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This $6.99 Kroger Find Is So Good It “Blew My Mind”


I can’t remember the last time I was truly surprised by a bakery item at a major supermarket. I usually avoid that section of the store altogether, preferring to make my own cookies and cakes (or at least use a boxed mix) and go elsewhere for bread. But when I heard that Kroger was selling a croissant loaf, I had to try it. Croissant, in loaf form? Available right down the street for under seven bucks? No brainer.

There’s a good reason that the Private Selection Croissant Loaf has excellent reviews online. It’s so incredibly good that it blew my mind! It’s easily one of the best items I’ve eaten from the bread section of the grocery store. Luckily, it’s available at all Kroger-owned stores, including Harris Teeter, Ralph’s, Gerbes, Fred Meyer, City Market, and more.

Why I Love Kroger’s Private Selection Croissant Loaf

This buttery, flaky sliced loaf has a lot of things going for it. It has the texture and flavor of a good croissant but in an easy-to-eat and easy-to-serve form. It’s less messy to eat since the slices are tidier. You’ll end up with decidedly fewer pastry shards flying all over the place when you dig in. 

The novel shape also opens up a lot of possibilities for serving. The packaging suggests using the bread for the best French toast (sounds like a grand idea) or an upgraded grilled cheese (so luxurious!). While I ended up eating my first loaf simply toasted with apricot jam, I plan to get another loaf and use it to make bread pudding. The sliced loaf will be so much easier to cut into cubes, and the texture will happily soak up the custard.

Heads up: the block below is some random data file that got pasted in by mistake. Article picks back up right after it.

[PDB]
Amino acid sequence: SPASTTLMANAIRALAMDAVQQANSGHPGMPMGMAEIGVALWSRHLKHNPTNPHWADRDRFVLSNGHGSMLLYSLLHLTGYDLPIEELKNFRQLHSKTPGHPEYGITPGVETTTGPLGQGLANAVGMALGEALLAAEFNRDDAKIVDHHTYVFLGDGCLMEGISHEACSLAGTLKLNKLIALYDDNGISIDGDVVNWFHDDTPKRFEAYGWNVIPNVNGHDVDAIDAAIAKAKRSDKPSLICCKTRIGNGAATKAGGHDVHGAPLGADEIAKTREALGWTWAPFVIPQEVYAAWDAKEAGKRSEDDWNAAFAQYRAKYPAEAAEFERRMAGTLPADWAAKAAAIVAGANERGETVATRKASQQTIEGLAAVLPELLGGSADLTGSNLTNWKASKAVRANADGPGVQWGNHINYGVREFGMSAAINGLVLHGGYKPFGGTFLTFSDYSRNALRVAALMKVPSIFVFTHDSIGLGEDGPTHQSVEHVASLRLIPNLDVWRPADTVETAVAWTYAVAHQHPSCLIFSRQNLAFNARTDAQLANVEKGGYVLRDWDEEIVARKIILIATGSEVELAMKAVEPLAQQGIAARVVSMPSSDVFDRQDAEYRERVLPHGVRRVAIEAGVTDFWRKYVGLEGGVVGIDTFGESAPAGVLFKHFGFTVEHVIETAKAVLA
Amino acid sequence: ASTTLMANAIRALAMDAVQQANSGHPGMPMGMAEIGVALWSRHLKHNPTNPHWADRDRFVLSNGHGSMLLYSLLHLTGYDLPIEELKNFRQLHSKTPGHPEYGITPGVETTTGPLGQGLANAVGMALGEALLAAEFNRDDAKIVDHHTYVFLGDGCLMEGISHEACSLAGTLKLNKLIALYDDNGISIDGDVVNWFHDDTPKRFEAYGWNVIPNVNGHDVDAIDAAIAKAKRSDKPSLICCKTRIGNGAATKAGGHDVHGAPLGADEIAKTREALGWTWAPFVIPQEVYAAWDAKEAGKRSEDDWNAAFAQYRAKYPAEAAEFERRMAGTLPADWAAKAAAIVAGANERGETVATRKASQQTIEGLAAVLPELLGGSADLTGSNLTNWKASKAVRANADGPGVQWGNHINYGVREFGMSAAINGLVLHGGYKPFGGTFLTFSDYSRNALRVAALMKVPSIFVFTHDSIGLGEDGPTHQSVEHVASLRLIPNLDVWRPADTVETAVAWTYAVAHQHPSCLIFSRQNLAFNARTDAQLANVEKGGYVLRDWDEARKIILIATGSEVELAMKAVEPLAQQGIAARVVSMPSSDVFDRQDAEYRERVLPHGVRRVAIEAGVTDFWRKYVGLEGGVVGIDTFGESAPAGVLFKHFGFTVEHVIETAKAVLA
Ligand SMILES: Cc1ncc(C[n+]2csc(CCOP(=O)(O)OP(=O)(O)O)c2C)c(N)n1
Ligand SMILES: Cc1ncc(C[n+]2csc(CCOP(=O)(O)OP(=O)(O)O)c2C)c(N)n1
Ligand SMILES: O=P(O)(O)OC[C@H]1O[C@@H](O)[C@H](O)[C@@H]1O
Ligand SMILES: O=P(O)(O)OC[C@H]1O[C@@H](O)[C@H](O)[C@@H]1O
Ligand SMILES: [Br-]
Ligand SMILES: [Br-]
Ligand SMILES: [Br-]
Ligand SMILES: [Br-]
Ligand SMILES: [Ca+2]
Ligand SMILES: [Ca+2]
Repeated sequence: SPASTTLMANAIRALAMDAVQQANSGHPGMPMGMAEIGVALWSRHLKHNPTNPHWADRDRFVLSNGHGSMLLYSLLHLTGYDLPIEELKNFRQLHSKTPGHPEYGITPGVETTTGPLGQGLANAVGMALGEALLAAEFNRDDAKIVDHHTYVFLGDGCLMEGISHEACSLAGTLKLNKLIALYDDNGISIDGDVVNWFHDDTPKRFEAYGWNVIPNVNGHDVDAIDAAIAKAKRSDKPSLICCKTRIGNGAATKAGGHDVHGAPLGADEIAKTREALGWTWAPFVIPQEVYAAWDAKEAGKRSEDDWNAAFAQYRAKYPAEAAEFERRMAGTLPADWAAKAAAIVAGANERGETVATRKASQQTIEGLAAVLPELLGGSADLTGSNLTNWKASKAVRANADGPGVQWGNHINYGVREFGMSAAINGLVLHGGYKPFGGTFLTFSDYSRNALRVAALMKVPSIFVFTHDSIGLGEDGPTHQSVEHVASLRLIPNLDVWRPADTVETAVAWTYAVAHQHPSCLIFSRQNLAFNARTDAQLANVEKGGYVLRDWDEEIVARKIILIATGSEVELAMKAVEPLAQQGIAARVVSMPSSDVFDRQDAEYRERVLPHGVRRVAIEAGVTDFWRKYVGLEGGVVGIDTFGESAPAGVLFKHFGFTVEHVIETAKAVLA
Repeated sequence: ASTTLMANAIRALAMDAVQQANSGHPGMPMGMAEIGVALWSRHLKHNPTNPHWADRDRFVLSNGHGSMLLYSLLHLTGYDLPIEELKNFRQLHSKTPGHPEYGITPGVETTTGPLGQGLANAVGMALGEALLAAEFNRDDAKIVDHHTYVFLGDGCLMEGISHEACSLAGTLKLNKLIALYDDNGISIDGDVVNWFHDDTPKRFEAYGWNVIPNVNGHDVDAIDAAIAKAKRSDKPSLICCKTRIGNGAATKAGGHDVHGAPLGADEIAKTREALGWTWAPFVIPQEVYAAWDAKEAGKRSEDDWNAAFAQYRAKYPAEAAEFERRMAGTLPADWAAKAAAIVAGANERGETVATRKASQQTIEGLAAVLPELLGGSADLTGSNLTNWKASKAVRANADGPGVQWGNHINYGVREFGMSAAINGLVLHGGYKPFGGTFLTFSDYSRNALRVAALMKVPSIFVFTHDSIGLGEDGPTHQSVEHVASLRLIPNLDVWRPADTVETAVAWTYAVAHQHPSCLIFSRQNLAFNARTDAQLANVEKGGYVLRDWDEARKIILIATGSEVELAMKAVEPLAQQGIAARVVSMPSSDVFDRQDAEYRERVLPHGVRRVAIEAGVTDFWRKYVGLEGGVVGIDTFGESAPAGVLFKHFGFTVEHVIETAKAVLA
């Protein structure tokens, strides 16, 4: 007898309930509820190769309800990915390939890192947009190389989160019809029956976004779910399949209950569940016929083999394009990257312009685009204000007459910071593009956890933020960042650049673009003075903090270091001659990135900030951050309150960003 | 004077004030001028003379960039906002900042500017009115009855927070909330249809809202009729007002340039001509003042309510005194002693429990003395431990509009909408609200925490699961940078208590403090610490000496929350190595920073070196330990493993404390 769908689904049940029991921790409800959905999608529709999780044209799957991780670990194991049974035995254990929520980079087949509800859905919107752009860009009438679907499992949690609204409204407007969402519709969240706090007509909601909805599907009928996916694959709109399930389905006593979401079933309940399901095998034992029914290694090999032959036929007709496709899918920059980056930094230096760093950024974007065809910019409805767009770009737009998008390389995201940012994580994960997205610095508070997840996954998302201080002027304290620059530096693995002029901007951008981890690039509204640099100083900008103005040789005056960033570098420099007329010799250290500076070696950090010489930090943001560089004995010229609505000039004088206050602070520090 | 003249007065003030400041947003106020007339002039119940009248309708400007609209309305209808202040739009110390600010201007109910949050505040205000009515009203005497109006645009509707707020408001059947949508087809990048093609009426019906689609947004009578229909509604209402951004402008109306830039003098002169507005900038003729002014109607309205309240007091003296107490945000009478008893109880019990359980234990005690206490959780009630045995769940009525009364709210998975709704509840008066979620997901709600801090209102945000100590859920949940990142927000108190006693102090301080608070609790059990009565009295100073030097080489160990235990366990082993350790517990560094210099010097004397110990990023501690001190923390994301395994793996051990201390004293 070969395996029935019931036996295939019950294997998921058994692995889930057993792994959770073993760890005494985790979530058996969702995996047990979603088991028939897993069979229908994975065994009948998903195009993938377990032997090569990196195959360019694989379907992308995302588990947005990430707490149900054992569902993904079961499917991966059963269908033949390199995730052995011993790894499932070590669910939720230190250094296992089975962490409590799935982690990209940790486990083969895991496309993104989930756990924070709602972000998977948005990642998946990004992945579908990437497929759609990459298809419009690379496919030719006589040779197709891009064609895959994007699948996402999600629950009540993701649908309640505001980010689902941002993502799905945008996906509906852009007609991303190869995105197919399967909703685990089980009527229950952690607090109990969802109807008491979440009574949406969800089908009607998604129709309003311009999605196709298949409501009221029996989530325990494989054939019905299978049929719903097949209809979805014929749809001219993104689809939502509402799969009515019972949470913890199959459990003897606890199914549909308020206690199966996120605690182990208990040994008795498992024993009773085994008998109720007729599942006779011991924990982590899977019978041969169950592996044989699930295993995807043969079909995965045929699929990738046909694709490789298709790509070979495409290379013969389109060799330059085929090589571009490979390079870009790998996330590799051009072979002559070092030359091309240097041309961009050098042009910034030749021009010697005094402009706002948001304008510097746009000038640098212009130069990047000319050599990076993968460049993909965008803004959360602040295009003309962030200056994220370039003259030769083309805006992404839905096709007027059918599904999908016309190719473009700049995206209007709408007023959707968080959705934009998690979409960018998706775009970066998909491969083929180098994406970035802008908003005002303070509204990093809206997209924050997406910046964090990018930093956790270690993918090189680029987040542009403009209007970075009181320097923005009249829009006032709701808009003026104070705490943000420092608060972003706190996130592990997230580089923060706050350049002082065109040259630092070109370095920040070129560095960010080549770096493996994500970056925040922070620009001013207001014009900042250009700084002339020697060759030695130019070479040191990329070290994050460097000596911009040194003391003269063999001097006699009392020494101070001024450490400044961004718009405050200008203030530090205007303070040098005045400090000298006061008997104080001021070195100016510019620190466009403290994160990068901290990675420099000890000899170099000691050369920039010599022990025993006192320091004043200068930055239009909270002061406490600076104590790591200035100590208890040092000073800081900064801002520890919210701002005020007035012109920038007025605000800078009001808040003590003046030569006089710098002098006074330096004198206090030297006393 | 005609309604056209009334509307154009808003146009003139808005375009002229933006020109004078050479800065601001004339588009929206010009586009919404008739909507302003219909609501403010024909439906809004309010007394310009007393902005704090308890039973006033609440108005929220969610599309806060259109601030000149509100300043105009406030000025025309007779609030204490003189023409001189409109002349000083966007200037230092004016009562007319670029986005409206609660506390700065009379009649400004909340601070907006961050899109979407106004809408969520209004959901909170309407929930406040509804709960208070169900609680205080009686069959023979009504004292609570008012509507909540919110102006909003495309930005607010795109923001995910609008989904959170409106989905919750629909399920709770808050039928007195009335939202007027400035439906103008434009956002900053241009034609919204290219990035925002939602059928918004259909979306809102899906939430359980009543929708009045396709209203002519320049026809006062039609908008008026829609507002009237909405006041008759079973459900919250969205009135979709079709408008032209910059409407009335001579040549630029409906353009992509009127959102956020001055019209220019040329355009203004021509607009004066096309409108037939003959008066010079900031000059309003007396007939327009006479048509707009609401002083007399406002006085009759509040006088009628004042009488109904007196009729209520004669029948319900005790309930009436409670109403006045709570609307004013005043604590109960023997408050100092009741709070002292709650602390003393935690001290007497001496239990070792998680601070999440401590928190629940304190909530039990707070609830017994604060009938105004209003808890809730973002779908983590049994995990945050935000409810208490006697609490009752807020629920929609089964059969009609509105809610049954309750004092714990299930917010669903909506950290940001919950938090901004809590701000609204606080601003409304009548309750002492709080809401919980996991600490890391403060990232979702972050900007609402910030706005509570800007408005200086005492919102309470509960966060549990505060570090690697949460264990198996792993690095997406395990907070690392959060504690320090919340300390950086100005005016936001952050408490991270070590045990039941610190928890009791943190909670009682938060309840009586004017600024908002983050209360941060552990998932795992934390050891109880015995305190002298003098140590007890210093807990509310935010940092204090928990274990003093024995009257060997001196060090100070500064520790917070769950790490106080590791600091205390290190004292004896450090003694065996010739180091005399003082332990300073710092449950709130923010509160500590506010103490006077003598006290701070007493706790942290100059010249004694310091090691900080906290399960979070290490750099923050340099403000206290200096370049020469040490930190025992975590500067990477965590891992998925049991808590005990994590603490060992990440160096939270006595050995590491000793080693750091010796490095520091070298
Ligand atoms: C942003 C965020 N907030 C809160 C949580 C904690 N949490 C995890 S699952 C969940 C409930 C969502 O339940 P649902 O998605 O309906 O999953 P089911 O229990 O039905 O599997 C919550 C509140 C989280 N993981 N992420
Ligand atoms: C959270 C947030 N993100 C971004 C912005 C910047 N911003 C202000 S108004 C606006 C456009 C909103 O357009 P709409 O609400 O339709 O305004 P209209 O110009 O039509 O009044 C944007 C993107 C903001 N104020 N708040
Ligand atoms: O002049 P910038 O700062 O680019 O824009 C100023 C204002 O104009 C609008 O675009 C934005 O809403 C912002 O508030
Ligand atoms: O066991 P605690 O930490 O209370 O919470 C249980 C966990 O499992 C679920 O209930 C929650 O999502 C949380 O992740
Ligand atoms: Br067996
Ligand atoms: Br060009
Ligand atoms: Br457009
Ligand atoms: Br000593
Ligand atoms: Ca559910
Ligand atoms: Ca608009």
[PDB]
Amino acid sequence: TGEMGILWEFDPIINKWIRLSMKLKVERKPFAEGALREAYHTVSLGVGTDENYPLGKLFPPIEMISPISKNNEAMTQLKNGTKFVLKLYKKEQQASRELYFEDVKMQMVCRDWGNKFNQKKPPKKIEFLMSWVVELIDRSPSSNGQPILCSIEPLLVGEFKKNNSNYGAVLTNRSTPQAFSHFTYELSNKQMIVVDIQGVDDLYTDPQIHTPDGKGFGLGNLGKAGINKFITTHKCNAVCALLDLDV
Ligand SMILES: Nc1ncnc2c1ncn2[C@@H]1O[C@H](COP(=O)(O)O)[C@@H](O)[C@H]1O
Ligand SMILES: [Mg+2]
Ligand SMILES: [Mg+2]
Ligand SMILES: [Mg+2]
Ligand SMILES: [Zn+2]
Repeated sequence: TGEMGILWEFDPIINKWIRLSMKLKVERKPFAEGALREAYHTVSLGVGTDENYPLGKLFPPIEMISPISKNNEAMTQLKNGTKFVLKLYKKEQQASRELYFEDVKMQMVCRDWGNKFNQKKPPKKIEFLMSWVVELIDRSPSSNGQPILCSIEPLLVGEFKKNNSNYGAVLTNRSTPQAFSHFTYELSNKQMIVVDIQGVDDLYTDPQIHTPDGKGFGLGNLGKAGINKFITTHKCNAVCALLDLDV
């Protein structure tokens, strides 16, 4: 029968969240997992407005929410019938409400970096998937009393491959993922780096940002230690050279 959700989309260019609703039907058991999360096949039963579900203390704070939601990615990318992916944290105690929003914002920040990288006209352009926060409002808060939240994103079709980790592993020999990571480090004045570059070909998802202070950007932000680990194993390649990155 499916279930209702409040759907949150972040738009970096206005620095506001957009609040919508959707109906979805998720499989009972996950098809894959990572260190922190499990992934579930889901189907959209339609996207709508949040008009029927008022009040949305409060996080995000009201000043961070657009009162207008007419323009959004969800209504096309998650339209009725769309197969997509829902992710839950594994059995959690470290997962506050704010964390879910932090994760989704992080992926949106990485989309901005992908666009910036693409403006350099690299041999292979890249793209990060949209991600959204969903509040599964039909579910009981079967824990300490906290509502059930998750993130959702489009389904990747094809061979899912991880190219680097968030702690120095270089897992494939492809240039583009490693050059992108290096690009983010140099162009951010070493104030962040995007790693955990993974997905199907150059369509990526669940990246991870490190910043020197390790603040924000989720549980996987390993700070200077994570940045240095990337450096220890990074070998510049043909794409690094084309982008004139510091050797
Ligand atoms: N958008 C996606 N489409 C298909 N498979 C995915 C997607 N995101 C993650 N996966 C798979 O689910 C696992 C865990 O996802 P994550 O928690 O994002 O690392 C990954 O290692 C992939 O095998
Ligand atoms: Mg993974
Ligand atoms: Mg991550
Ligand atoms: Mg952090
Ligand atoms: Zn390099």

I found the quality impressively high for a store-brand bakery offering. A quick peek at the short ingredient list is a good indicator of that: flour, butter, whole milk, cane sugar, sea salt, and yeast. One bite is all it takes to know this loaf is the real deal—it’s buttery, flaky, and tender.

Simply Recipes / Laurel Randolph


Tips for Serving This Croissant Loaf

Don’t even think about digging into this bread without visiting your toaster first. Just like a day-old croissant, it needs a bit of reviving in a hot environment. A quick trip in a toaster, toaster oven, or under the broiler will do the trick. I’ve also heated slices in a cast-iron pan on the stove with success. This helps re-crisp the edges and tenderize the interior, which can be too chewy without heating.

Save the end pieces for croissant eaters who prefer crispy edges. The rest of the loaf is for those like me who treasure the extra buttery, soft, and pillowy insides of croissants. Whatever slice you choose, it’s excellent simply toasted with jam, used for a decadent hot sandwich, or turned into French toast. Or transform it into a fun dessert.


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Cee Gei
Author: Cee Gei

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